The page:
Google and Viacom are now partnering on content projects, such as YouTube channels for some of Viacom's networks, like the Comedy Channel. Some industry observers are suggesting that Viacom may decide to drop the suit, although Google and other sites receiving posted material could now find themselves open to litigation from other parties, such as studios or newspapers.
 

Tell Us What You Think
Comment:

Name:





 World Wide Web
1.   'Right To Be Forgotten': 26 Questions
2.   Tor Working To Fix Security Exploit
3.   Twitter Admits to Diversity Problems
4.   Internet of Things Comes to DIYers
5.   Social Media Haters Speak Up


advertisement
Radical.FM's Freemium Biz Model
Online radio startup asks for donations.
Average Rating:
Facebook Social Experiment Irks Us
Secretive test was legal, but ethical?
Average Rating:
'Right To Be Forgotten': 26 Questions
EU regulators probe Google, others.
Average Rating:
Product Information and Resources for Technology You Can Use To Boost Your Business

Network Security Spotlight
Researchers Working To Fix Tor Security Exploit
Developers for the Tor privacy browser are scrambling to fix a bug revealed Monday that researchers say could allow hackers, or government surveillance agencies, to track users online.
 
Wall Street Journal Hacked Again
Hacked again. That’s the story at the Wall Street Journal this week as the newspaper reports that the computer systems housing some of its news graphics were breached. Customers not affected -- yet.
 
Dropbox for Business Beefs Up Security
Dropbox is upping its game for business users. The cloud-based storage and sharing company has rolled out new security, search and other features to boost its appeal for businesses.
 

Enterprise Hardware Spotlight
Microsoft Makes Design Central to Its Future
Over the last four years, Microsoft has doubled the number of designers it employs, putting a priority on fashioning devices that work around people's lives -- and that are attractive and cool.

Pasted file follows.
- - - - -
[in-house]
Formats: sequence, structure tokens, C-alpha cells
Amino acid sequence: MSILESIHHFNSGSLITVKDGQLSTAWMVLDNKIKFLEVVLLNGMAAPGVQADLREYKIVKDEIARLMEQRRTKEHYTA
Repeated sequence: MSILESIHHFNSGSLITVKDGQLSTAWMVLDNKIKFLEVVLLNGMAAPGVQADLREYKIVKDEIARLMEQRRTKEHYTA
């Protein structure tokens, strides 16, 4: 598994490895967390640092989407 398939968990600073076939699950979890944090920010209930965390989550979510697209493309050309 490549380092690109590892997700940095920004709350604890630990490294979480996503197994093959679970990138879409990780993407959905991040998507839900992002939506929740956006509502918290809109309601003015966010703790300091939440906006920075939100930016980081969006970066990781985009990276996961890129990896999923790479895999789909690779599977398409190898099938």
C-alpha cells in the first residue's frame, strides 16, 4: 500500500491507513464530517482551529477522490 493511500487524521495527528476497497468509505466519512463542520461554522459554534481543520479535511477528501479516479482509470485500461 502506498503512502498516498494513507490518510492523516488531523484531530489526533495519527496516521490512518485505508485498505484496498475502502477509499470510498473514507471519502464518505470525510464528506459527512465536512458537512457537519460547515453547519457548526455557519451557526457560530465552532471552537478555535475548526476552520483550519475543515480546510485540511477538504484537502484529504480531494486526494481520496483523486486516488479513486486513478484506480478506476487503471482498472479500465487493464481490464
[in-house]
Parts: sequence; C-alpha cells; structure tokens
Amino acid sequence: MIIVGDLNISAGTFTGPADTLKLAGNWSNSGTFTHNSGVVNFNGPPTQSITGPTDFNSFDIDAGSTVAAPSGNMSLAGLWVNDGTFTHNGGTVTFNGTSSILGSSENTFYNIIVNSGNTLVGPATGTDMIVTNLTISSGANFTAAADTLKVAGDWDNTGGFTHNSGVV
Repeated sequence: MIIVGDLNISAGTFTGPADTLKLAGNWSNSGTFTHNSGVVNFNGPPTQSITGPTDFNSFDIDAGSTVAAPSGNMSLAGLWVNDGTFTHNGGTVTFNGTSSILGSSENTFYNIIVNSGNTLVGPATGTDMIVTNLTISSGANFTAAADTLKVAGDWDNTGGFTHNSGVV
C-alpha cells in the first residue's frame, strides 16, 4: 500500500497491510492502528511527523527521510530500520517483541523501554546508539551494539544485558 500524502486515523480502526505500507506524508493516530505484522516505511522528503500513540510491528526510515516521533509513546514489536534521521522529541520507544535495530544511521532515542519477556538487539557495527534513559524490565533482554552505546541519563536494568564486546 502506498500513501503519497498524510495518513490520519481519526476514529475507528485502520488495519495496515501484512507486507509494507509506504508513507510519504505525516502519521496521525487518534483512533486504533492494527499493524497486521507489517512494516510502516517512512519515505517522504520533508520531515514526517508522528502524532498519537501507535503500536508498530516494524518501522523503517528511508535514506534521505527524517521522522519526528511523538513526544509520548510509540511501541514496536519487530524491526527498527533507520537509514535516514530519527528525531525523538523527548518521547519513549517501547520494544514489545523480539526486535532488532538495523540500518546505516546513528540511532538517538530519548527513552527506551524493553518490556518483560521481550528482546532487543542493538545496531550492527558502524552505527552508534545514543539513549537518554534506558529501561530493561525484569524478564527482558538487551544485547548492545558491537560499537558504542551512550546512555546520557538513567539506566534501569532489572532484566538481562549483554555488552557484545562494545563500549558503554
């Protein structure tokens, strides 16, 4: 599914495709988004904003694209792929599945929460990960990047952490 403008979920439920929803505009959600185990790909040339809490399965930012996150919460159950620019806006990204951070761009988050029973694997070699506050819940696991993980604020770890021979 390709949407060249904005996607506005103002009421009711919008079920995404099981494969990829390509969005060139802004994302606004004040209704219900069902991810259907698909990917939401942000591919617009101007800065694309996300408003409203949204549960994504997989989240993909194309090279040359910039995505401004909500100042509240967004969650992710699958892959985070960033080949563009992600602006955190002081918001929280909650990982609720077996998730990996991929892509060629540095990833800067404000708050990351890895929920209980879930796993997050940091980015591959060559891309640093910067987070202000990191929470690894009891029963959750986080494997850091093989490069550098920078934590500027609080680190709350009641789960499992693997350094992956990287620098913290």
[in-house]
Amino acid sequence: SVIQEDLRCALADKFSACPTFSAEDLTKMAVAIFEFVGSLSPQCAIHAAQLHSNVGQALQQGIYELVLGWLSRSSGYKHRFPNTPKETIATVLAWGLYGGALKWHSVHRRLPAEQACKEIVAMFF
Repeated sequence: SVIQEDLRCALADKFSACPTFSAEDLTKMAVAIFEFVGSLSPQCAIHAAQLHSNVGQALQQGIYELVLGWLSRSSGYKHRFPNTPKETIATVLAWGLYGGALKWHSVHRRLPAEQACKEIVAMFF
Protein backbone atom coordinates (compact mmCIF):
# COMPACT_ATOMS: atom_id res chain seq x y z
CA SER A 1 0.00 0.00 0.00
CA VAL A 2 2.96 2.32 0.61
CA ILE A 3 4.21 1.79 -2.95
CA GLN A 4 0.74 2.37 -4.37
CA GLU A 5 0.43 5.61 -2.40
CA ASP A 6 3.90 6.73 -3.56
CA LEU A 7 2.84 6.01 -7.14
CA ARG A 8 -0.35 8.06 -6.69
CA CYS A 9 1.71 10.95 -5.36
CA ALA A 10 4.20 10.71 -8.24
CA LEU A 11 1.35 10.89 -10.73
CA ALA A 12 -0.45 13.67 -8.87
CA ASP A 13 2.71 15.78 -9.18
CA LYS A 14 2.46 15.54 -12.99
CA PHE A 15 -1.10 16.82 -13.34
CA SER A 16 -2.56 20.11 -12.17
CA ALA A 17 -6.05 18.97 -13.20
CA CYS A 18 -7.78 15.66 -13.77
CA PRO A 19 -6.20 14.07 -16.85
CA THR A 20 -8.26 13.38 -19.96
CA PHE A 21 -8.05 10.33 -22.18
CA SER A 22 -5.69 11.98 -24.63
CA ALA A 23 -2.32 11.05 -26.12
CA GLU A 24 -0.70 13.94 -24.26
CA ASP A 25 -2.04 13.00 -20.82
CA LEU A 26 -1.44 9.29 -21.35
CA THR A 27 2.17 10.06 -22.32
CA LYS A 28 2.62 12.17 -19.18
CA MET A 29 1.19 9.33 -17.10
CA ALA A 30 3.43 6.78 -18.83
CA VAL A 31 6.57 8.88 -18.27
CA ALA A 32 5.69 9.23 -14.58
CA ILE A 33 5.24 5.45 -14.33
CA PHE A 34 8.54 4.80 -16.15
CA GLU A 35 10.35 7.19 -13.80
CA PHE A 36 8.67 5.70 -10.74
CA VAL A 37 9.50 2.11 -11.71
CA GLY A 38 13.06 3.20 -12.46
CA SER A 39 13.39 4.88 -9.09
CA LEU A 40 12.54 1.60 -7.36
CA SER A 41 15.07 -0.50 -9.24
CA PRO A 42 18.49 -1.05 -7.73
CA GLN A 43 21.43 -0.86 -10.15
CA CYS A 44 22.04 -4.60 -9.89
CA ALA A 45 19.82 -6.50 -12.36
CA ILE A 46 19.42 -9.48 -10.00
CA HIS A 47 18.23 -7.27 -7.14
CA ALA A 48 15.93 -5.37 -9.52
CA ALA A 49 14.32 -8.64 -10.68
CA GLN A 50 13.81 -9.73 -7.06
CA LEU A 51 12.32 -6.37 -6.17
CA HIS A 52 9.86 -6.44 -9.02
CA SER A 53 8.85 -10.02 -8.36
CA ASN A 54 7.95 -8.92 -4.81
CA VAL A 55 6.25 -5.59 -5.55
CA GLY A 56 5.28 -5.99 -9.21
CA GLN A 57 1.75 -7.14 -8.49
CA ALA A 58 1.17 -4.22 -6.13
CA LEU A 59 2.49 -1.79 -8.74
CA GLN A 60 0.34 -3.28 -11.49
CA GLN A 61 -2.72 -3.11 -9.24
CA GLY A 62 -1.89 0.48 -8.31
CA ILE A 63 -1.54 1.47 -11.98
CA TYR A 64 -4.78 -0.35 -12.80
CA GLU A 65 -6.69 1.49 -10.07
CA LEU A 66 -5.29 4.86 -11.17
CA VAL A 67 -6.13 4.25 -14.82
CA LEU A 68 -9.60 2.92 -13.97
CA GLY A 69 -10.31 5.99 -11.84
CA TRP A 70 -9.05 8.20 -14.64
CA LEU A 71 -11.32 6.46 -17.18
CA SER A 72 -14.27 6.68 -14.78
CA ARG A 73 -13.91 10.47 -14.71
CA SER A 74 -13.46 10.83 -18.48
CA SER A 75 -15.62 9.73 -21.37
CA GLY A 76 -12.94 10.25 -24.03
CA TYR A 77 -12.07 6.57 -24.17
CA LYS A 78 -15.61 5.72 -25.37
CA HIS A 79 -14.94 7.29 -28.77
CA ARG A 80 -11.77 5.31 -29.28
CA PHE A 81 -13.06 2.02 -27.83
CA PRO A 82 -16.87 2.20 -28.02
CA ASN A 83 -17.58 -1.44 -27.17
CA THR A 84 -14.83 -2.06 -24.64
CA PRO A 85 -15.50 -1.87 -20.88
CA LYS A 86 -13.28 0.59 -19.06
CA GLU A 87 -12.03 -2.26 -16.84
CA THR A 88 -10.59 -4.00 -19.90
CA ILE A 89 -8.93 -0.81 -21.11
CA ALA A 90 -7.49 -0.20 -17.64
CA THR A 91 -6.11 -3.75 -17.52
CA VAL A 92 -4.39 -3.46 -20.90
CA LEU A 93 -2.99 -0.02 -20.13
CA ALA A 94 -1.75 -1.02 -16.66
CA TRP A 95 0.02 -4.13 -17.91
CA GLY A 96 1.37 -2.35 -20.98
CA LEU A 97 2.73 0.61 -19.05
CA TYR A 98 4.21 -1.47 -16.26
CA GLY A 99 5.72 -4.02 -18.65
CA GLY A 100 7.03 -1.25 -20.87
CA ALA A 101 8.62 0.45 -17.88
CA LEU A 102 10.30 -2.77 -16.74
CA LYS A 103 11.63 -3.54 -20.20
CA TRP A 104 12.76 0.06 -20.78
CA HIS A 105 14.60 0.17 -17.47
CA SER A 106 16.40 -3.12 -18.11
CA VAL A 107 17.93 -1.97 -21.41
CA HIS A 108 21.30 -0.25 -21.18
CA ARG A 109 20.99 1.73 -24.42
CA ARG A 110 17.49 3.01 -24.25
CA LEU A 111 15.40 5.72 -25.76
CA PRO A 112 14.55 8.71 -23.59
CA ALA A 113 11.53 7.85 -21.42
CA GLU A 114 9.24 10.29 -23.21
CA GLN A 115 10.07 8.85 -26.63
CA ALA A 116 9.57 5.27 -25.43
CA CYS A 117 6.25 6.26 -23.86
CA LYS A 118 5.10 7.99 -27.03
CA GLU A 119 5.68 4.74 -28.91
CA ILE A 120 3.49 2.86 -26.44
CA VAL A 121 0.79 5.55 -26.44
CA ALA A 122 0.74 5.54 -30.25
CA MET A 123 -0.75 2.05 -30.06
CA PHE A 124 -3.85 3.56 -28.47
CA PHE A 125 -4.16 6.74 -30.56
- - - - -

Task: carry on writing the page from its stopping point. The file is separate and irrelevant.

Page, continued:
Contrary to Report, Lenovo's Staying in Small Windows Tablets
Device maker Lenovo has clarified a report that indicated it is getting out of the small Windows tablet business -- as in the ThinkPad 8 and the 8-inch Miix 2. But the firm said it is not exiting that market.
 
Seagate Unveils Networked Drives for Small Businesses
Seagate is out with five new networked attached storage products aimed at small businesses. The drives are for companies with up to 50 workers, and range in capacity from two to 20 terabytes.
 

Mobile Technology Spotlight
Is the Amazon Fire Phone a Winner?
A late entry into a packed category of smartphones, Amazon's Fire phone offers a variety of unique features. Now, the reviewers are assessing if they're enough to make the phone stand out.
 
Review: Amazon Fire Offers New Ways To Use Phones
The Fire phone uses Android, but Amazon has modified it to the point that it's barely recognizable. That means the phone offers new ways to navigate, discover and, of course, shop.
 
Apple Patent for Smart Watch Comes to Light
Does a new smart watch patent issued to Apple provide a preview of the expected wearable from the tech giant? Some Apple-watchers are parsing the patent for signs of the coming product.
 

Navigation
NewsFactor Business
Home/Top News | Business Briefing | Mobile Industry News | Small Business | Business Intelligence | Innovation | E-Commerce | Press Releases
NewsFactor Network Enterprise I.T. Sites
NewsFactor Technology News | Enterprise Security Today | CRM Daily

NewsFactor Business and Innovation Sites
Sci-Tech Today | NewsFactor Business Report

NewsFactor Services
FreeNewsFeed | Free Newsletters

About NewsFactor Network | How To Contact Us | Article Reprints | Careers @ NewsFactor | Services for PR Pros | Top Tech Wire | How To Advertise

Privacy Policy | Terms of Service
© Copyright 2000-2014 NewsFactor Network. All rights reserved. Article rating technology by Blogowogo. Member of Accuserve Ad Network.